Tips for Therapeutic Journal Writing
Keeping a journal can be a hobby, an organizational tool for creative thought; some people even use journal writing to stay on track with new diet and exercise routines. Journal writing can also be a therapeutic tool, providing a safe and private medium for self-expression. The practice of writing down daily events, thoughts, and emotions is a healthy practice for everyone; it is often recommended for people in recovery from addiction and mental illnesses. Journal writing focused on emotional content, like thoughts and feelings, is often referred to as expressive journal writing. Expressive journal writing is highly therapeutic. There is an ever-growing body of research supporting the physical and psychological benefits of expressive journal writing.
What are some therapeutic benefits of expressive journal writing?
- Researchers at Syracuse University studying expressive journal writing have found evidence suggesting that it can boost immune functioning in those suffering from HIV/AIDS, asthma and arthritis.
- According to the online psychology journal, BJPscych Advances, studies have also found longer-term benefits of expressive writing for emotional health outcomes, including mood, sense of well-being, depressive symptoms, and the intrusion of negative thoughts.
- Provides a way to practice positive self-talk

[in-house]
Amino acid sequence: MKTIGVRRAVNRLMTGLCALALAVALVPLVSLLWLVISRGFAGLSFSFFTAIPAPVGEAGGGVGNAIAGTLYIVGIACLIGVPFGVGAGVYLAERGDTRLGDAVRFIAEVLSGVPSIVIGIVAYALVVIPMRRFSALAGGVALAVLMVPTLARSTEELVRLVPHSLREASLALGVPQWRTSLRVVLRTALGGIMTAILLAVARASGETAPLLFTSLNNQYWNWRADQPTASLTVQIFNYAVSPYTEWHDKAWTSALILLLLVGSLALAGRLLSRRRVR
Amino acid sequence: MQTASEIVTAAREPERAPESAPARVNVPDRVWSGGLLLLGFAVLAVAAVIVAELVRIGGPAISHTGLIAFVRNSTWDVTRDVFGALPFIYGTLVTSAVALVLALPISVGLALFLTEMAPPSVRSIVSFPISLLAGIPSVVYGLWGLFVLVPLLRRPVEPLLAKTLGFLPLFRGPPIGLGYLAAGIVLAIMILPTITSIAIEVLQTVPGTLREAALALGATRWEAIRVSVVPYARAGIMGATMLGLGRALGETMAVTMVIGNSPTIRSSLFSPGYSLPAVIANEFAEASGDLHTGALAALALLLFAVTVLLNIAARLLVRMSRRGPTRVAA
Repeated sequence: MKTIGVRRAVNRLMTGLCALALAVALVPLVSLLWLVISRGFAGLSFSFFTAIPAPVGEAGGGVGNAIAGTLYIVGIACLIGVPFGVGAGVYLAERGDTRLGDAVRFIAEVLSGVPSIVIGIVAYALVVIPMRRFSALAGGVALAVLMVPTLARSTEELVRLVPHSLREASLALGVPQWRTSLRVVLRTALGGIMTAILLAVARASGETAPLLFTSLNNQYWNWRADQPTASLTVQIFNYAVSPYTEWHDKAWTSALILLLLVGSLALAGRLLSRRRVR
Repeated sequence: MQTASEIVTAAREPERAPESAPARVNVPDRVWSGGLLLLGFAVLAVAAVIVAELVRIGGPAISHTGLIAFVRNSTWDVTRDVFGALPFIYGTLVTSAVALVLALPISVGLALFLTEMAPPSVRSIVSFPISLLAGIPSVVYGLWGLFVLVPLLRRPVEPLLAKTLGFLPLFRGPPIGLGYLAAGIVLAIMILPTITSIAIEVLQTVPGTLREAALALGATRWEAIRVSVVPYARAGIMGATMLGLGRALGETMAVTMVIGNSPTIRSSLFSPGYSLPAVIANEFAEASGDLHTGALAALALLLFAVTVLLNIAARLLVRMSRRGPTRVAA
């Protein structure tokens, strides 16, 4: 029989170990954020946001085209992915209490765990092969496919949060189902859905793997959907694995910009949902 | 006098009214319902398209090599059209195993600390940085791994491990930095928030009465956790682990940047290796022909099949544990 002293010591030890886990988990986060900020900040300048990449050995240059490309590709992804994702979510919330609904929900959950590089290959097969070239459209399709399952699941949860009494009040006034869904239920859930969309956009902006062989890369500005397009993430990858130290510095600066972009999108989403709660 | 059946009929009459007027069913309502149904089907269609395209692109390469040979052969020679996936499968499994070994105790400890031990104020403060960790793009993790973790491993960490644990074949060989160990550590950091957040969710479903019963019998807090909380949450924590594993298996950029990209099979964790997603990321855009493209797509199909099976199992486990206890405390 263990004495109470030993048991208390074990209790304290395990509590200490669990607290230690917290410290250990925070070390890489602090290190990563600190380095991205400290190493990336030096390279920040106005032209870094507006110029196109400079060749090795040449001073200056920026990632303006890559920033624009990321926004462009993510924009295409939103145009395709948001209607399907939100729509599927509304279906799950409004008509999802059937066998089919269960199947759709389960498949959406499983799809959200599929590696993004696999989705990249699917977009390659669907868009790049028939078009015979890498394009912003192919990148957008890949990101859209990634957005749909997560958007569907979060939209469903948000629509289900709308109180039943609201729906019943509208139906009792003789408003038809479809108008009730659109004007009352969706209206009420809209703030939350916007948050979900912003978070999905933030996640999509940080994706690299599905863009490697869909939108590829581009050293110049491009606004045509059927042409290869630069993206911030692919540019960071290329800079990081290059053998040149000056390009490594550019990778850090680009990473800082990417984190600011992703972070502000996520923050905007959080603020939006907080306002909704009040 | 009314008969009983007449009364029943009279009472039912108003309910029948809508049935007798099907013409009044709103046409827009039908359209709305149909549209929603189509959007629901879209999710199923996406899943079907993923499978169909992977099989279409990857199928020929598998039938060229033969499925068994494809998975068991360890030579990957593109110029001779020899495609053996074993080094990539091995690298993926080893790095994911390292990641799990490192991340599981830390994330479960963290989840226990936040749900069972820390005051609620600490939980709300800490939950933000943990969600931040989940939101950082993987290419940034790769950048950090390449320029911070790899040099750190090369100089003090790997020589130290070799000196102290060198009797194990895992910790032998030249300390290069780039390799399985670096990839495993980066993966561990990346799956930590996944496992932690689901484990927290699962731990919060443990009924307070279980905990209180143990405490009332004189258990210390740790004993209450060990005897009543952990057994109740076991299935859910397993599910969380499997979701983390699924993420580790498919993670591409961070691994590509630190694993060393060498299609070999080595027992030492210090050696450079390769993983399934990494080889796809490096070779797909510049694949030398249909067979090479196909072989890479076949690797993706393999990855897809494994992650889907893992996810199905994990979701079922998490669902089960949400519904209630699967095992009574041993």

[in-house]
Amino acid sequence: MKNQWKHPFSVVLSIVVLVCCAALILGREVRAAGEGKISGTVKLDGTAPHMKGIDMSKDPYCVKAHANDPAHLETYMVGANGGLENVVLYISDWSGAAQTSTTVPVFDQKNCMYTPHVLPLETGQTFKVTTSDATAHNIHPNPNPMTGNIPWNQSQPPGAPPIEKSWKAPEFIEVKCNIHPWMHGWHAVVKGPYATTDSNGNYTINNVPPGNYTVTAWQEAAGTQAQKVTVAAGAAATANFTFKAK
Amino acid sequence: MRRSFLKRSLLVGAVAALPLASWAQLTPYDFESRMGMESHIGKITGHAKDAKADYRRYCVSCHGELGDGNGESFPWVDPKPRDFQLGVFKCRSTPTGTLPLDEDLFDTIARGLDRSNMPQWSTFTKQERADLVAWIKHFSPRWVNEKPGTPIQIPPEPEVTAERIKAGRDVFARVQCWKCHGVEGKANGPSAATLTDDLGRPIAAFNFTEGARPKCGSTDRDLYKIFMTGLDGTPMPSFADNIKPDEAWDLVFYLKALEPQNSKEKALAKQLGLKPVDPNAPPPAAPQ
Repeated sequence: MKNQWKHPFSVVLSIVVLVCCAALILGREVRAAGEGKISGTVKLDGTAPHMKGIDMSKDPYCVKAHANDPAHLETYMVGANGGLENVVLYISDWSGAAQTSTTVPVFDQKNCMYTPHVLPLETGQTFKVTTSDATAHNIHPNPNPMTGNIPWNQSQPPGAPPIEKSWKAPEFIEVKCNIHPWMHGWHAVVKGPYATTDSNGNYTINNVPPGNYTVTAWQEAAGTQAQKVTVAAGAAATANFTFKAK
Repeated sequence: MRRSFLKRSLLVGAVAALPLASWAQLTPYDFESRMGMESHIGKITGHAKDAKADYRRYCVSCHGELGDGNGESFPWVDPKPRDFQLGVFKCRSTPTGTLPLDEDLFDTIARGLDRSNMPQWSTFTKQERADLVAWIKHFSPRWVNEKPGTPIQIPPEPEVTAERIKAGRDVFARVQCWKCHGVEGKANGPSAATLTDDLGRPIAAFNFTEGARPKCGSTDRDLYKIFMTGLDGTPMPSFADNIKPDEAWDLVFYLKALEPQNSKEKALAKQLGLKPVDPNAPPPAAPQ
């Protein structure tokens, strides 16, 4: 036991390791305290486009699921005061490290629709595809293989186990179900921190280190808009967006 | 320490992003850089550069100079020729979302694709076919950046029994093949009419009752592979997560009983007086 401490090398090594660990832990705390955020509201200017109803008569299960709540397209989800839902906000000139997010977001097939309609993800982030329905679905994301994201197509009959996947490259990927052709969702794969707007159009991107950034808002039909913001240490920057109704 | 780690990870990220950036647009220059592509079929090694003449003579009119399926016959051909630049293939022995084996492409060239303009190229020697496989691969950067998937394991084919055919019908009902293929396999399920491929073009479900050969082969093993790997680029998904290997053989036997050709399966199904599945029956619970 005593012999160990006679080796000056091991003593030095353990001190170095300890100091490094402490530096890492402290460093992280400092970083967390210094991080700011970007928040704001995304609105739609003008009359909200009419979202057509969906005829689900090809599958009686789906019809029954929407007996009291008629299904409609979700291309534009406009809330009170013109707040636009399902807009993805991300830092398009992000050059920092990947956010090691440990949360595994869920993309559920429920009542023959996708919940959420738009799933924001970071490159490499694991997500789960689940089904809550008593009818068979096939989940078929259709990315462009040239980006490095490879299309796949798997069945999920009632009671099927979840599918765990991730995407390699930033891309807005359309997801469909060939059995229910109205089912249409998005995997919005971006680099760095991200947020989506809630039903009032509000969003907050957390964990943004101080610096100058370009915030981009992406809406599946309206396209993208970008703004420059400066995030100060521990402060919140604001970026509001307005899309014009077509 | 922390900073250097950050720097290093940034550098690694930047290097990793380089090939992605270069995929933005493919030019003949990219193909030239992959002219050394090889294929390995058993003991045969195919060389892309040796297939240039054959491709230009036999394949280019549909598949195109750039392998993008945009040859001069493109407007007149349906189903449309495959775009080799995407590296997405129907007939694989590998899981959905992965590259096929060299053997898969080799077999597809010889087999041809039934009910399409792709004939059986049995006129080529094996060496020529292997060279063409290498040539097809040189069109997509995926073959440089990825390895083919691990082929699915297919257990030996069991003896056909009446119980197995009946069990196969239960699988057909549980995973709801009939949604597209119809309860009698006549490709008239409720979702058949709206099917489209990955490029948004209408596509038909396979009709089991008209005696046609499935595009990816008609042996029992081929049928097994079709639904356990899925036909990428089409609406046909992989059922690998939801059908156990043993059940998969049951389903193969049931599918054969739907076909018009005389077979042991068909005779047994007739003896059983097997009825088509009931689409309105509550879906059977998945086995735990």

- Helps organize one’s thoughts and emotions related to past traumas; it also helps in examining current conflicts and struggles, including those faced during sobriety maintenance and addiction recovery.
The How-To’s of Therapeutic Journal Writing
Research has shown that not all journal writing is significantly therapeutic; to be significantly therapeutic, the benefit of journal writing must be enduring and meaningful. For example, simply writing about a past-trauma without focusing on insight or finding meaning can increase negative feelings toward the event because the writer is unable to work through and process the event. Expressive journal writing is a specific way of writing that can be learned but needs to be practiced to be effective. Here are some important tips, based on research, to therapeutic journal writing:
- Limit writing time to 15-20 minutes
- Focus on content, not grammar or spelling
- Many people report traditional journal writing, with pen-and-paper, feels more personal than using a computer, which tends to feel more removed from one’s emotions
- Focus on emotional states of the here-and-now; research has shown that recounting past traumas through the same emotional perspective can trigger distress and increase negative feelings
- Use the writing to find positive aspects of negative past experiences; incorporate words and phrases like, “since” or “because” and “I learned”, “I realized”.
Sometimes the hardest thing in writing is simply getting started. If you want to make expressive journal writing a part of your daily routine, you may need to get creative in choosing a topic to write about. Try finding a daily quote from Facebook or Twitter that might inspire thoughts or memories of interest, or use the lyrics of a meaningful song and explore your interpretation or how it applies to your own life and experiences.